The Juniper should be the state tree of Utah and this gnarly but beautiful survivor in an often inhospitable terrain is a perfect symbol for a state settled by like-wise strong people who worked hard and suffered many hardships. This hardy tree is among the most common in inter-mountain areas in the western United States. They are particularly pretty when found growing in what seem unlikely rocky outcroppings, often withered to near horizontal positions from the winds they withstand.
It seems that Mormon's have a bit of a sense of humor when you look at some of the names they gave to the various rock formations doting the Capitol Reef National Park landscape. The one that was particularly amusing was Molly's Nipple. Obviously, a nipple is an easy enough thing to see in many stony hills but this one has got such good detail it's hard to see much else. Ok, maybe the multiple wife thing was getting to me.
The Navajo called this area The Land of the Sleeping Rainbow which is far more poetic than Capitol Reef and probably describes the plethora of colors you will see better too. Red rocks are thus as they contain hematite or ocher which is basically rust or iron oxide. Even a small percentage of this compound can make a rock brilliantly red. The Moenkopi Formation on the Scenic Drive is a great example of this.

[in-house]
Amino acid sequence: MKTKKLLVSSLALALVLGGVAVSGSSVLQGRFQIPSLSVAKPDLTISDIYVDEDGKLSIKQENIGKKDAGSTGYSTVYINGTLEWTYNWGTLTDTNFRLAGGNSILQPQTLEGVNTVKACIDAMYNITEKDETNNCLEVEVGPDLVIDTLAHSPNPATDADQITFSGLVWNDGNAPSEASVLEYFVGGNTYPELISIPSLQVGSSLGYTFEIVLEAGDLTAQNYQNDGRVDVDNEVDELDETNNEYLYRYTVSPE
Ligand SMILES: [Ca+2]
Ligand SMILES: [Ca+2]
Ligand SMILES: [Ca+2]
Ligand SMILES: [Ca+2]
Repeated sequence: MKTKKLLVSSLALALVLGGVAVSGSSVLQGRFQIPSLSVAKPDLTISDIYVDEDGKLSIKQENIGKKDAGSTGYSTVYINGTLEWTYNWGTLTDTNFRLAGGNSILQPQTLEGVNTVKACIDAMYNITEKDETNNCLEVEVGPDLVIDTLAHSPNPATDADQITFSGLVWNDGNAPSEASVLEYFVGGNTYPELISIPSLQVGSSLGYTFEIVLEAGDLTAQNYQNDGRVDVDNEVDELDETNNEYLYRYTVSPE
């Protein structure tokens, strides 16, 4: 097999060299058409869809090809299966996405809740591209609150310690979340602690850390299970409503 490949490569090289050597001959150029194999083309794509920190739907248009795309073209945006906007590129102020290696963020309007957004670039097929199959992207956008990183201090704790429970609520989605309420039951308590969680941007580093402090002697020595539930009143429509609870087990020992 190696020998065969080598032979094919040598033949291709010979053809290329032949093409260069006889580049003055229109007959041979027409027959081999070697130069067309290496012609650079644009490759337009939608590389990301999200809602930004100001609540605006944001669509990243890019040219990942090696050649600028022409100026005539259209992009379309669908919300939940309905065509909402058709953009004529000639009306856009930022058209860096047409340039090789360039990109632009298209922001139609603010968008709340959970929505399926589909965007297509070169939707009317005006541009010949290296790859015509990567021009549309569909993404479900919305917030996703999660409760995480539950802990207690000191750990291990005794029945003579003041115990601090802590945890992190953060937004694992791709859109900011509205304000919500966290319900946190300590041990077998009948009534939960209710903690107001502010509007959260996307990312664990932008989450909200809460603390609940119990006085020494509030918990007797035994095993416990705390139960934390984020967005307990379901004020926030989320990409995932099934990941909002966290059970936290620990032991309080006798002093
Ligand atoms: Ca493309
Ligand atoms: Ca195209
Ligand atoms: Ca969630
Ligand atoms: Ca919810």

Capitol Reef National Park is one of the most affordable of all the western National Parks to visit. In fact, if you do not care to drive the scenic road parallel to the Waterpocket Fold its free but that would be doing yourself and the park service an injustice. For a mere $5 per car load you can drive along “a wrinkle” on the Earth's surface as the park so eloquently puts it. It is a colorful wrinkle at that and ends in a beautiful canyon you can walk further into. But if you have not the time or money for such things, Route 24 runs the width of the park past some pretty spectacular scenery in its own right.
Parking at trail heads for the underrated hikes in the park is free too. The Visitor Center: free. Back country camping: free. No one asks for a dime unless you want to camp at Fruita or do the Scenic Drive. Ten and five dollars respectively. Those are prices you won't see at any other National Park, at least not in Utah. We were traveling with our America The Beautiful Pass which allows a car load of people into all National Parks and Federally administered Lands for a period of one year for $80. If that ain't a good deal, I don't know what is.
The orchards were planted by the original white settlers to this green river valley. When the land became a park the orchards came with it. The Park service has maintained and continued the orchards as part of the park experience. If you come during harvest you can pick your own fruit.